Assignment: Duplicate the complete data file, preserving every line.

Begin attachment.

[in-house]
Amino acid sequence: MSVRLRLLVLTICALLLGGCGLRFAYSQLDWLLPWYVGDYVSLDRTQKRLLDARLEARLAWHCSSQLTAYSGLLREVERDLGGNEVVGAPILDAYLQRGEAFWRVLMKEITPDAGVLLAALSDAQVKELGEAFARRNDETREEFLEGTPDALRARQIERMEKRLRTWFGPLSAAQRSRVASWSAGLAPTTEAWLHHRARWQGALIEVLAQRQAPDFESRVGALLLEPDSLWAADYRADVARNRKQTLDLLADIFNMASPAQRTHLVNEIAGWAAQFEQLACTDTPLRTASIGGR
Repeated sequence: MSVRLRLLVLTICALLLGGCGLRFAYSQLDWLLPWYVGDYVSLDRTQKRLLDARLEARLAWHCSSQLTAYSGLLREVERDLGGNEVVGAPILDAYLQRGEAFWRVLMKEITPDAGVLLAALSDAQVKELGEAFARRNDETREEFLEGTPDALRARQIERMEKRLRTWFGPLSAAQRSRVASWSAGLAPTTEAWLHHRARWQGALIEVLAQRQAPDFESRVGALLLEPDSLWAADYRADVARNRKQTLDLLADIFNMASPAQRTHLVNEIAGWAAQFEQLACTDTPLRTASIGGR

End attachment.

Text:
[in-house]
Amino acid sequence: MSVRLRLLVLTICALLLGGCGLRFAYSQLDWLLPWYVGDYVSLDRTQKRLLDARLEARLAWHCSSQLTAYSGLLREVERDLGGNEVVGAPILDAYLQRGEAFWRVLMKEITPDAGVLLAALSDAQVKELGEAFARRNDETREEFLEGTPDALRARQIERMEKRLRTWFGPLSAAQRSRVASWSAGLAPTTEAWLHHRARWQGALIEVLAQRQAPDFESRVGALLLEPDSLWAADYRADVARNRKQTLDLLADIFNMASPAQRTHLVNEIAGWAAQFEQLACTDTPLRTASIGGR
Repeated sequence: MSVRLRLLVLTICALLLGGCGLRFAYSQLDWLLPWYVGDYVSLDRTQKRLLDARLEARLAWHCSSQLTAYSGLLREVERDLGGNEVVGAPILDAYLQRGEAFWRVLMKEITPDAGVLLAALSDAQVKELGEAFARRNDETREEFLEGTPDALRARQIERMEKRLRTWFGPLSAAQRSRVASWSAGLAPTTEAWLHHRARWQGALIEVLAQRQAPDFESRVGALLLEPDSLWAADYRADVARNRKQTLDLLADIFNMASPAQRTHLVNEIAGWAAQFEQLACTDTPLRTASIGGR